Please join us at the upcoming MLA conference in Chicago on Saturday, January 5 from 3:30 to 4:45 p.m. for “Marlowe and Ecology.” Exploring the ways that Marlowe’s work might be understood in the light of the growing body of scholarship in ecostudies, this roundtable will address topics that draw from animal studies, queer studies, posthumanist studies, and literature and the environment in order to consider how such modes of inquiry might offer new ways of reading works like Dido, Tamburlaine, and Hero and Leander.
Participants’ abstracts and bios appear below. The discussion will be moderated by Jennifer A. Munroe (UNC Charlotte).
Karen Raber (University of Mississippi), “Ecology and Gender in Dido Queen of Carthage”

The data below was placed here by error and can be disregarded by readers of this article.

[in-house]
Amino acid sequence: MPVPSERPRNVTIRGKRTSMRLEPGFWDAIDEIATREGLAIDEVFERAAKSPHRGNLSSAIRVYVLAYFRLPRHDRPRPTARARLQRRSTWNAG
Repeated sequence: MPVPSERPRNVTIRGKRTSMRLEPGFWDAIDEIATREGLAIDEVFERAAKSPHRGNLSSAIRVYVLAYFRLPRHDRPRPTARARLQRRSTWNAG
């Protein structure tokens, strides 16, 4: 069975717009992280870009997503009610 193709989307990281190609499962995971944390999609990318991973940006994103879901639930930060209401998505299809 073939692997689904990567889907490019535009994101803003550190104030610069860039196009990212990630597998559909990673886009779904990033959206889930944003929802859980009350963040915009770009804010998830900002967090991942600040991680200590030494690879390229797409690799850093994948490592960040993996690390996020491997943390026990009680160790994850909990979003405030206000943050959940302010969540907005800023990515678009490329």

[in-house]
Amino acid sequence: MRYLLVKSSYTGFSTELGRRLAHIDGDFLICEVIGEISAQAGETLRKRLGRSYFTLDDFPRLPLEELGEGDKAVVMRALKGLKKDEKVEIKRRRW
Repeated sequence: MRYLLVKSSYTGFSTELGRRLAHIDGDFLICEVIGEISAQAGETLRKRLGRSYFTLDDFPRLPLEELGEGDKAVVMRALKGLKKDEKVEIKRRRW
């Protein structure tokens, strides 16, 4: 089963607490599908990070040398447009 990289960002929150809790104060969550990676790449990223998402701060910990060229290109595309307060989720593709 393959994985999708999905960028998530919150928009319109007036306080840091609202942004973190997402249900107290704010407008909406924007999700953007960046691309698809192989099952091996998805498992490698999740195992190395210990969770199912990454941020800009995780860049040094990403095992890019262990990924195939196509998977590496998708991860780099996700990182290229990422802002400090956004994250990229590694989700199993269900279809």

Following the apparent wreck of most of his ships, and driven to the woods by his son’s “fainting” hunger, Aeneas and his surviving company in Marlowe’s Dido, Queen of Carthage find themselves marveling at the Libyan coast’s “ayre most pleasant and the soyle most fit / for Cities and societies supports.” The language and encounters of Act I root my argument in this essay that Marlowe’s play interrogates the political and ecological consequences involved in the triumph of a (gendered) model of destructive resource-extraction over generatively cooperative ecological practices.
Karen Raber is Professor of English at the University of Mississippi. Her most recent monograph is Shakespeare and Posthumanist Theory (Arden 2018); she is also author of Animal Bodies, Renaissance Culture (Penn 2013) and editor or coeditor of several collections covering topics in early modern gender, women writers, animals, and ecostudies.